... why?" she answered. "My husband has just remarked a most horrible coincidence, which is really enough in the present state of my nerves, to cause my death. If you condemn this man to death it will be on the very day when I shall give birth to my child." ...
— The Village Rector • Honore de Balzac

... It will be observed that Virgo is represented in our illustration with a child in her arms, for the reason that she is so represented in the ancient Zodiacs, and the fact will be readily conceded that she is the only Virgin who could give birth to a child and be a ...
— Astral Worship • J. H. Hill

... powerful numbers ever written. Bruennhilde arrives among the exultant throng in tears, bearing Sieglinde with her. She gives her the fragments of Siegmund's sword, and appeals to the other Valkyres to save her. She bids Sieglinde live, for "thou art to give birth to a Volsung," and to keep the fragments of the sword. "He that once brandishes the sword, newly welded, let him be named Siegfried, the winner of victory." Wotan's voice is now heard angrily shouting through the storm-clouds, and calling upon ...
— The Standard Operas (12th edition) • George P. Upton

... through which they had passed the day before a woman had been lying several days between death and life unable to give birth to her child. Those about her had only learned of the passage of the saint through their village when he was too far distant to be overtaken. We may judge of the joy of these poor people when the rumor was spread that he was about to return. They went to meet ...
— Life of St. Francis of Assisi • Paul Sabatier

... drinking in the sun, the peacefulness, he sent his vision back through the card index of his mind to find the reference, the key that opened the door to physical science, the pregnant point of view that would give birth to a whole new concept of man's relationship to the universe. He found the passages in Thomas Sprat's History of the Royal Society of ...
— Eight Keys to Eden • Mark Irvin Clifton

... who sinks, borne under by one last wave less furious than others he has vanquished. The bewildering pangs of her condition kept her from knowing the lapse of time. At the moment when she felt that, alone, without help, she was about to give birth to her child, and to all her other terrors was added that of the accidents to which her ignorance exposed her, the count appeared, without a sound that let her know of his arrival. The man was there, like a demon claiming at the close of a compact the soul ...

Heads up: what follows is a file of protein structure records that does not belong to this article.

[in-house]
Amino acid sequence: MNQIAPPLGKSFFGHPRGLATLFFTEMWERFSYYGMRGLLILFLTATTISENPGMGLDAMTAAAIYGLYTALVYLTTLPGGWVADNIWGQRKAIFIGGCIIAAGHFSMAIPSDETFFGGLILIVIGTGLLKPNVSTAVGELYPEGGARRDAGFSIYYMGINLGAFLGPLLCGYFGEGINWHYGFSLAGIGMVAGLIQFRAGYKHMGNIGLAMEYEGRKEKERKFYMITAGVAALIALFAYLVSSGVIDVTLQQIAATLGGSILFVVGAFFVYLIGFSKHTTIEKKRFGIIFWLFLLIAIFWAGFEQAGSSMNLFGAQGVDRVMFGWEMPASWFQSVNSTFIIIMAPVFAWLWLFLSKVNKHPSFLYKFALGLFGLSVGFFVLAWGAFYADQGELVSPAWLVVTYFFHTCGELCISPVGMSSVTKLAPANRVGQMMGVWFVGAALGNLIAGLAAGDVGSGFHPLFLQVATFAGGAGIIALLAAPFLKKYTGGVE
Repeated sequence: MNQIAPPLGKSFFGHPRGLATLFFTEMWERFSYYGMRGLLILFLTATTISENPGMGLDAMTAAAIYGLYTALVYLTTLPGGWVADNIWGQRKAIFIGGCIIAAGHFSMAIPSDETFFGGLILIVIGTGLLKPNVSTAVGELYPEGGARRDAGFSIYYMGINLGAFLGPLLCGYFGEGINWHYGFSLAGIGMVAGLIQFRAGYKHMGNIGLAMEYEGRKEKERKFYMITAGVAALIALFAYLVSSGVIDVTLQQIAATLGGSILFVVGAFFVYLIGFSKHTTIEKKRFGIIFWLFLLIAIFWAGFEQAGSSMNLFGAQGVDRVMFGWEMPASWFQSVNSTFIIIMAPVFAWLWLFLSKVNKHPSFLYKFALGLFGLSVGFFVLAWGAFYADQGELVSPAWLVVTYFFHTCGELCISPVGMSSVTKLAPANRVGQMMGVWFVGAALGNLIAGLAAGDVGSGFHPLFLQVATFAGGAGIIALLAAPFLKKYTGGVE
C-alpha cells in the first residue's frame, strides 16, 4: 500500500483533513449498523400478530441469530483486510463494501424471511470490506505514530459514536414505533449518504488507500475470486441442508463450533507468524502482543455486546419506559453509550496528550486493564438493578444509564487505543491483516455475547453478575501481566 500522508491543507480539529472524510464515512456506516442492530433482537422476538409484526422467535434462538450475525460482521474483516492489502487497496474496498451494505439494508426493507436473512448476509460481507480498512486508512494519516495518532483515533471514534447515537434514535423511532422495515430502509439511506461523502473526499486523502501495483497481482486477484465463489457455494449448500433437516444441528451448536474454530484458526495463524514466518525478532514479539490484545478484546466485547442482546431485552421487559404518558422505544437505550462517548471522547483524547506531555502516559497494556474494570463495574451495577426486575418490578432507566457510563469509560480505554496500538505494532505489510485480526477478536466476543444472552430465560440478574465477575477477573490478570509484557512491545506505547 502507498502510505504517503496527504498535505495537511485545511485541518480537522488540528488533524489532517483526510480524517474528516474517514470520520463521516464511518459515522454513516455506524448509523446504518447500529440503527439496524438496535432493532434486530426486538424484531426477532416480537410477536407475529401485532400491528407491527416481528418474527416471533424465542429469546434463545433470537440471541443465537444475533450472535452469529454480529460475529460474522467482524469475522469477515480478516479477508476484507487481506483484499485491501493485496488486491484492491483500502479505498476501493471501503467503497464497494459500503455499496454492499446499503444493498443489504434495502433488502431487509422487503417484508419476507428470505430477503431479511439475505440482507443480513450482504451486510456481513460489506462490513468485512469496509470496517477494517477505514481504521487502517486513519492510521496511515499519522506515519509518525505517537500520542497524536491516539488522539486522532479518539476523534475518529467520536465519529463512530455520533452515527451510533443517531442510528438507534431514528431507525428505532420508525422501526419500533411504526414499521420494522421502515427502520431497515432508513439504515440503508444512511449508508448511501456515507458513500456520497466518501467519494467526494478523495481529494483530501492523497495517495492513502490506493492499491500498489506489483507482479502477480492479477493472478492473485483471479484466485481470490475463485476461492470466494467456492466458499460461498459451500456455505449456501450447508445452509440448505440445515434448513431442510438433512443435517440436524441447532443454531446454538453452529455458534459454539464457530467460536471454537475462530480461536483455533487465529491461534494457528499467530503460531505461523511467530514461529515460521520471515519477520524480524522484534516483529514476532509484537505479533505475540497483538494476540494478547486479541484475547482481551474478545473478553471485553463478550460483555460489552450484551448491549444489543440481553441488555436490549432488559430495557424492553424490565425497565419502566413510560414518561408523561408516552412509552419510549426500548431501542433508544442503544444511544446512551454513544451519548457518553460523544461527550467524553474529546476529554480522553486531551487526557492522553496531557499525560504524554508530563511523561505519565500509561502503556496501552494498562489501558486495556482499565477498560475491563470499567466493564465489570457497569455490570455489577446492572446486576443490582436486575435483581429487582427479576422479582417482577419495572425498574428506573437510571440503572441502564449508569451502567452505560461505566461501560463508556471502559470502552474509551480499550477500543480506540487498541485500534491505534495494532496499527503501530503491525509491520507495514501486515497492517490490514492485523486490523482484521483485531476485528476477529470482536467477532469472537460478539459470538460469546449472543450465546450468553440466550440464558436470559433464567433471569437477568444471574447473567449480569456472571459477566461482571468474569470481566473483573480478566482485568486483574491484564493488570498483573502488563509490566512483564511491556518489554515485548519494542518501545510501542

— The Hated Son • Honore de Balzac

... would certainly be advantageous in favourable circumstances. But unfortunately this is impossible. Schirach believed that queens were impregnated of themselves, consequently he thought that after being artificially produced, they would lay and give birth to a numerous posterity. Now, this is an error; the females, to become fertile, require the concourse of the males, and if not impregnated within a few days of their origin, their laying, as I have observed, is completely deranged. Thus, if a swarm ...
— New observations on the natural history of bees • Francis Huber

... seven sturdy sons, and just as many sons- and daughters-in-law. Ask now whether I have ground for pride. Consider again before you honor more than me Latona, the unknown daughter of the Titans, who could find no place in the whole earth in which she might rest and give birth to her children until the island of Delos in compassion offered her a precarious shelter. There she became the mother of two children—the poor creature! Just the seventh part of my mother joy! Who can deny that I am fortunate? Who will doubt that I shall remain happy? ...
— Myths and Legends of All Nations • Various

... sexual organs by a surgical operation to save her life. Much of the surgery of these organs performed upon women has been rendered necessary by gonorrhoea, contracted from the husband. Should she while infected with this disease, give birth to a child, the baby's eyes may be attacked by the infection, sometimes with immediate loss of sight. Probably 25 per cent of the blindness of children ...
— Fighting the Traffic in Young Girls - War on the White Slave Trade • Various

... different ends which a man of genius may propose to himself either in writing or speaking, and which will accordingly give birth to very different styles. He can have but one of these two objects; either to enrich or strengthen the mind; either to furnish us with new ideas, to lead the mind into new trains of thought, to which it was before unused, and ...
— Hazlitt on English Literature - An Introduction to the Appreciation of Literature • Jacob Zeitlin

... the force of a man are able to give birth to other forces, which will be proportionally greater as the motions produced ...
— The Notebooks of Leonardo Da Vinci, Complete • Leonardo Da Vinci

... were accustomed to place the statues of beautiful gods or goddesses in their rooms, to the end that the children they should give birth to, would, by nature's mysterious methods, assimilate the artistic graces of these celestial models. Perfection of form and manly strength were the pride of the wisest and most learned men of the ...
— Continental Monthly , Vol V. Issue III. March, 1864 - Devoted to Literature and National Policy • Various

... every minute of his life. He could have taught her what love meant, thrilled her heart with thoughts of might-have-been; he could have roused sweet pity in her soul, love's gentle mother that has the power to give birth to Love. ...
— The Bronze Eagle - A Story of the Hundred Days • Emmuska Orczy, Baroness Orczy